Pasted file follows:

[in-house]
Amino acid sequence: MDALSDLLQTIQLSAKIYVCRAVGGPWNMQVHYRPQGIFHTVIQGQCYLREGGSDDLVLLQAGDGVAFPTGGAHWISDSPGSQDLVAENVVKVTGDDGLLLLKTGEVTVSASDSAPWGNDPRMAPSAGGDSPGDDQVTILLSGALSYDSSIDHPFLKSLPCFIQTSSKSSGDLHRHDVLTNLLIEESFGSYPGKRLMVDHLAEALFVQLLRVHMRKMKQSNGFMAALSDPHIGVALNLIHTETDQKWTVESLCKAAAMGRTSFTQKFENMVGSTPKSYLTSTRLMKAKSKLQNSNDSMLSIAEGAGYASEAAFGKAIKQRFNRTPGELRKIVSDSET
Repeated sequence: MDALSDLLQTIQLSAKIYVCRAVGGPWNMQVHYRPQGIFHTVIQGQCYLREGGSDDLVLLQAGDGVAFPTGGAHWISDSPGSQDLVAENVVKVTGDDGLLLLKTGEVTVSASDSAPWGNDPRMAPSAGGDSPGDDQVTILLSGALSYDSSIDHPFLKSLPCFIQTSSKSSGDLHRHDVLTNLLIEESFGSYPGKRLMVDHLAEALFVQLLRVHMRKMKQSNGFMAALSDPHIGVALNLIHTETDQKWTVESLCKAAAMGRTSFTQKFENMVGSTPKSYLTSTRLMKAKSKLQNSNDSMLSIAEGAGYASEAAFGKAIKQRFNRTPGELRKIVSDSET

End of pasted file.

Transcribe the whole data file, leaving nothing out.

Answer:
[in-house]
Amino acid sequence: MDALSDLLQTIQLSAKIYVCRAVGGPWNMQVHYRPQGIFHTVIQGQCYLREGGSDDLVLLQAGDGVAFPTGGAHWISDSPGSQDLVAENVVKVTGDDGLLLLKTGEVTVSASDSAPWGNDPRMAPSAGGDSPGDDQVTILLSGALSYDSSIDHPFLKSLPCFIQTSSKSSGDLHRHDVLTNLLIEESFGSYPGKRLMVDHLAEALFVQLLRVHMRKMKQSNGFMAALSDPHIGVALNLIHTETDQKWTVESLCKAAAMGRTSFTQKFENMVGSTPKSYLTSTRLMKAKSKLQNSNDSMLSIAEGAGYASEAAFGKAIKQRFNRTPGELRKIVSDSET
Repeated sequence: MDALSDLLQTIQLSAKIYVCRAVGGPWNMQVHYRPQGIFHTVIQGQCYLREGGSDDLVLLQAGDGVAFPTGGAHWISDSPGSQDLVAENVVKVTGDDGLLLLKTGEVTVSASDSAPWGNDPRMAPSAGGDSPGDDQVTILLSGALSYDSSIDHPFLKSLPCFIQTSSKSSGDLHRHDVLTNLLIEESFGSYPGKRLMVDHLAEALFVQLLRVHMRKMKQSNGFMAALSDPHIGVALNLIHTETDQKWTVESLCKAAAMGRTSFTQKFENMVGSTPKSYLTSTRLMKAKSKLQNSNDSMLSIAEGAGYASEAAFGKAIKQRFNRTPGELRKIVSDSET